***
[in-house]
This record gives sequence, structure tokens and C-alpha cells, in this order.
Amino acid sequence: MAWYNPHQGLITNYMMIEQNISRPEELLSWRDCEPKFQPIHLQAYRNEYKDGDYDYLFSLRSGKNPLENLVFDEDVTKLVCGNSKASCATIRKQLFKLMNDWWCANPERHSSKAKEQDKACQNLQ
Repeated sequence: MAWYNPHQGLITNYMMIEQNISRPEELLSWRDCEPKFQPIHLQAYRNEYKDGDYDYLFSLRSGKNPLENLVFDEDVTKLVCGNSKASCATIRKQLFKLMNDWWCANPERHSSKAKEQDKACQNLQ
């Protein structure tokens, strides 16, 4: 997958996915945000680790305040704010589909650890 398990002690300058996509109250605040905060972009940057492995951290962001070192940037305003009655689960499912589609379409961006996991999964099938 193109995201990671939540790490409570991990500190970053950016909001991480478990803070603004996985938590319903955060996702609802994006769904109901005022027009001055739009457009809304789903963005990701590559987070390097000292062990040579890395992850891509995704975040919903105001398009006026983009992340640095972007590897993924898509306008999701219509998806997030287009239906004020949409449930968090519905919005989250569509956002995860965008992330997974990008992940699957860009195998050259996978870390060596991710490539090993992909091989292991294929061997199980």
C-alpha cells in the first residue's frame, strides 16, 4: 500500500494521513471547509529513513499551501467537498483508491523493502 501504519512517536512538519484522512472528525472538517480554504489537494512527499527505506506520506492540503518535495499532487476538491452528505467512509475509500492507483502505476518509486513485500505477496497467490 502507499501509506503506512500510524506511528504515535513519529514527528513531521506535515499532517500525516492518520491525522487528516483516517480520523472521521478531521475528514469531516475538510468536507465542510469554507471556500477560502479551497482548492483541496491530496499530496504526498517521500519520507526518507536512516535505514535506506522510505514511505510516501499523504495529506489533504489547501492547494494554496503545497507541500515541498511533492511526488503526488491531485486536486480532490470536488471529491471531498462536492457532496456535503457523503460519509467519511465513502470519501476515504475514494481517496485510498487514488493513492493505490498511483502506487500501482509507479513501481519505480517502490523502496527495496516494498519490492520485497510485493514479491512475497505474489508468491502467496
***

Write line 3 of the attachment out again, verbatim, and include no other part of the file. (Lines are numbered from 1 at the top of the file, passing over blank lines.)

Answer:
Amino acid sequence: MAWYNPHQGLITNYMMIEQNISRPEELLSWRDCEPKFQPIHLQAYRNEYKDGDYDYLFSLRSGKNPLENLVFDEDVTKLVCGNSKASCATIRKQLFKLMNDWWCANPERHSSKAKEQDKACQNLQ